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Age No Bar

Regenerated heart valves, vein-repair patches, spare skin and replacement joints will soon allow for 50 active years after 50. T.V. Jayan reports

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That anti-wrinkle cream may look tempting — but scientists say there’s more to ageing than creased skin and greying hair. These are just the telltale signs of age. What gets eroded inside the body is the real problem.

If some scientists have their way, it won’t be a problem for long. They are trying to battle an ageing heart, hip and knees that give in to the wear and tear of passing years and blood veins that cannot keep up with the demands of round-the-clock blood circulation, leading to dead cells.

John Fisher, a professor of mechanical engineering at the University of Leeds, the UK, is determined to look into these problems and find solutions so that people can lead an active life beyond the age of 50. While people are living longer than ever before, the effort is to help them discard the baggage of old age.

The West is facing a crisis — of an increasing older population. There are nearly 35 pensioners for every 100 workers in European countries. The pensioners are expected to surge to 75 for every 100 workers by 2050. According to a recent study in Lancet, half the babies now born in wealthy nations are expected to live to the age of 100 years, further aggravating the problem.

The Institute of Medical and Biological Engineering (iMBE), which Fisher heads at the university, will spend £50 million (Rs 375 crore) over the next year to tackle 10 challenges that will allow people “50 active years after 50”.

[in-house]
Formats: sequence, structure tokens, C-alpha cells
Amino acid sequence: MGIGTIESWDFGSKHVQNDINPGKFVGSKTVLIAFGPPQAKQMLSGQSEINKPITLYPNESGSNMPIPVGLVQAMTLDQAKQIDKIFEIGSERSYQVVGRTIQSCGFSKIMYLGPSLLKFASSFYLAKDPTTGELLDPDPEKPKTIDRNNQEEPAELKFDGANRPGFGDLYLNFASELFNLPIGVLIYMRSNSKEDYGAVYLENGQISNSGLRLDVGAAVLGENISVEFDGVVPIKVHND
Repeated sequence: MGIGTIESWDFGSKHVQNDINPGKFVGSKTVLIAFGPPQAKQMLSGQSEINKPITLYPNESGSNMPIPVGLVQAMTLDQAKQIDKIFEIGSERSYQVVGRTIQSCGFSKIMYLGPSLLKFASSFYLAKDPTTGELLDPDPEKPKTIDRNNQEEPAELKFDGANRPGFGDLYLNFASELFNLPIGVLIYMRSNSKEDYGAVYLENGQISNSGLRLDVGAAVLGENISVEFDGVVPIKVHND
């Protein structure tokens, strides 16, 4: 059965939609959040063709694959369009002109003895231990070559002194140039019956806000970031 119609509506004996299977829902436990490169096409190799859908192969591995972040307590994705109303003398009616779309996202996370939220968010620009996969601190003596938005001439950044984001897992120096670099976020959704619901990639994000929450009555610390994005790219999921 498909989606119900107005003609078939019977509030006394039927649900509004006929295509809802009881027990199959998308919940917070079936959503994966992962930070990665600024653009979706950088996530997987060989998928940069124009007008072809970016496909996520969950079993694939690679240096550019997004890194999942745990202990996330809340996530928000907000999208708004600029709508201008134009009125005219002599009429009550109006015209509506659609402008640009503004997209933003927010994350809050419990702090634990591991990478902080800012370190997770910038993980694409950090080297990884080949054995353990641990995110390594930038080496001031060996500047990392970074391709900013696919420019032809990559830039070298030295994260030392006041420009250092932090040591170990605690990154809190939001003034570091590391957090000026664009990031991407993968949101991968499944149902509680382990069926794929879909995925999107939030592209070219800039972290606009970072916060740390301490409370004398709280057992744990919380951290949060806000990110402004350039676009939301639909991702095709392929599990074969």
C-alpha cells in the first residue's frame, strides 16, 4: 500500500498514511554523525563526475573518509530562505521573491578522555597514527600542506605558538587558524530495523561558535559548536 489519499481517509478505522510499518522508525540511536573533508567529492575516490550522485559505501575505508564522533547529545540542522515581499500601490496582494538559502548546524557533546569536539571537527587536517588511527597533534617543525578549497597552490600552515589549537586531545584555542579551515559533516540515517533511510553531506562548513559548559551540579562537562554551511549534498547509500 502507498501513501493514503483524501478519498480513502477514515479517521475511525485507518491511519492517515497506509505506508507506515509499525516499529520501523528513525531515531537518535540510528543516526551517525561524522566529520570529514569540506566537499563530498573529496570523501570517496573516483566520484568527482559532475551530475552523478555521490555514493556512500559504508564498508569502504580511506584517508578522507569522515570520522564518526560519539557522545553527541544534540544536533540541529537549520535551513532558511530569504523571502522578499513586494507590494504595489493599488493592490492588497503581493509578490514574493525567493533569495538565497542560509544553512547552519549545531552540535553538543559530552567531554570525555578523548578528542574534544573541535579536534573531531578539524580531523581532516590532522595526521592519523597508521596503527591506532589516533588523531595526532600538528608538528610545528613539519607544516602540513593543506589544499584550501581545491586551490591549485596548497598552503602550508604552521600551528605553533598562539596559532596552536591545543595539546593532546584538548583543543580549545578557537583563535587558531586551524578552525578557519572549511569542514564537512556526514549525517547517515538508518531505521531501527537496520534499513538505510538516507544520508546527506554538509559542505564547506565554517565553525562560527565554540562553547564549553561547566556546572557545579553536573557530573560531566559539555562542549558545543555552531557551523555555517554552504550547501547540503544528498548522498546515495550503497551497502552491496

The project, launched in partnership with academic institutions and private industry from a number of countries, intends to develop long-lasting, better performing biomedical implants and regeneration techniques.

On the list are regenerated heart valves, vein-repair patches, new ligaments and cartilage, spare skin and replacement joints that can be bought off the shelf.

While medical advances, a better diet and changes in our lifestyle mean we are living longer, our bones, joints and cardiovascular systems continue to degenerate as we age, says Fisher.

Current technologies are good, but they are not adequate to last 50 years. For instance, the best of artificial hip joints can’t last more than 15-20 years at a stretch, “particularly if you want to cycle, play tennis, or ski,” says Fisher. “There is a crying need to improve the quality and durability of prostheses available for use currently,” adds Sanjeev Jain, a consulting orthopaedic surgeon and joint replacement expert at the Dr L.H. Hiranandani Hospital in Mumbai.

A typical replacement hip joint has a metal head in a polyethylene cup, which wears out over time. Because of its limited lifespan, many patients are advised to wait for as long as possible, often in considerable discomfort, before having an artificial hip put in place.

There is another design which is used in younger patients. Since a relatively younger person who needs a hip replacement may take 100 million steps for the rest of his or her lifetime, the artificial hip joint has to last longer. The replacement hips now available for younger patients are either made of metal or ceramics. Both are more durable than polyethylene, giving the joint a longer lifespan and reducing the need for a further surgery.